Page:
# What statistic should I use for HET differential splicing analysis?

MAJIQ HET analysis includes two types of statistics used to identify differentially spliced LSVs between two conditions: (1) The difference between the medians of the estimated E[PSI] of all samples in each condition (2) A test statistic yielding a matching p-value for a statistical test run over all the estimated E[PSI] against a null distribution. There are several statistical tests implemented in the HET package: Wilcoxon, TNOM, Info, and t-test.

In general we recommend combining both types of criteria (1) and (2) listed above.

The threshold on (1) should reflect the magnitude of phenotype (splicing change) you are interested in. A commonly used threshold for significant changes is 20% and a more moderate threshold commonly used in 10%. In general, we would not recommend going below 10% given the stochastic nature of splicing, the limited amount of reads observed in typical RNA-Seq experiments and the consequent variability observed in many studies for splicing across replicates/individuals.

For criteria (2), users can test which statistic/threshold gives them the best performance using the evaluation criteria and matching evaluation package included in XXXX. In general, when dealing with highly variable data and small sample size (e.g. n<5 per group) we found that using TNOM score = 0 combined with criteria (1) above gives a highly reproducible set of differentially spliced LSVs which also validate well with RT-PCR (see details in paper XXXX). A TNOM score = 0 means the set of E[PSI] in each group are completely separable while criteria (1) controls the separation of the medians. However, users should note that the threshold in this case is set over the TNOM score statistic, not the TNOM p-value. This is due to the discrete nature of the TNOM p-value, making it “choppy”, not well calibrated, and with a limited minimal p-value for low n. For n > 5 we found the Wilcoxon p-value to generally work well though in specific settings other tests may perform better. Info score is significantly slower to compute and is therefore turned off by default. For more conservatives sets of LSVs the user can apply several/all statistical tests and require the LSV to pass all of them. A common used threshold on the statistical test is p < 0.05.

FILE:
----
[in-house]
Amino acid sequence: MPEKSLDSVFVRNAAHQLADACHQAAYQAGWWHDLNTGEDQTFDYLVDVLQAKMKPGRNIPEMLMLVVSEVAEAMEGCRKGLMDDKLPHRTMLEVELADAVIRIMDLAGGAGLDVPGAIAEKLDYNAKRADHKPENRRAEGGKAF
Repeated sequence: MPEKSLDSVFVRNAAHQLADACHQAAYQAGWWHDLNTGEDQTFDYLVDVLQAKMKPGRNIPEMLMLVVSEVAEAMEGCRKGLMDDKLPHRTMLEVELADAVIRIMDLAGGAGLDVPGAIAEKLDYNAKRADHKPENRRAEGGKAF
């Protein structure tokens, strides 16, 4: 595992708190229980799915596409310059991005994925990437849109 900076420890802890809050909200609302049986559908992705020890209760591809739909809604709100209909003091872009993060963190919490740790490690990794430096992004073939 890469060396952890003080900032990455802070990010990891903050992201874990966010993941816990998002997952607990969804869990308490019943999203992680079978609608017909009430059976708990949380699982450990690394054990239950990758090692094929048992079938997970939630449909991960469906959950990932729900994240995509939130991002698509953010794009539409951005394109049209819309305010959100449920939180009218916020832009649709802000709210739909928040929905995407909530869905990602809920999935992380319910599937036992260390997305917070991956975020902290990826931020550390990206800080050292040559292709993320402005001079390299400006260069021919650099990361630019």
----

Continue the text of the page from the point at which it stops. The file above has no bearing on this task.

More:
Finally, we note that the filtering criteria described above should *not* be viewed as a calibrated p-value: As shown in the paper XXX, applying any of the statistical tests in (2) over a single randomly selected bootstrap sample per experiment/LSV does give a well defined and calibrated p-value which can be corrected for multiple hypotheses testing. However, this is not the recommended procedure for most use cases as we are typically interested in LSVs which exhibit biologically significant changes and not just deviation from a theoretical null distribution. Specifically, there is no specific null distribution that combines both criteria (1) and (2) above, there is no null distribution for combining the statistical tests together and no procedure for multiple hypotheses correction over such criteria. Instead, we recommend users to apply our RR and IIR criteria (using the package supplied in the XXX paper) on their data to get a more realistic sense of reproducability and possible FP in their specific dataset.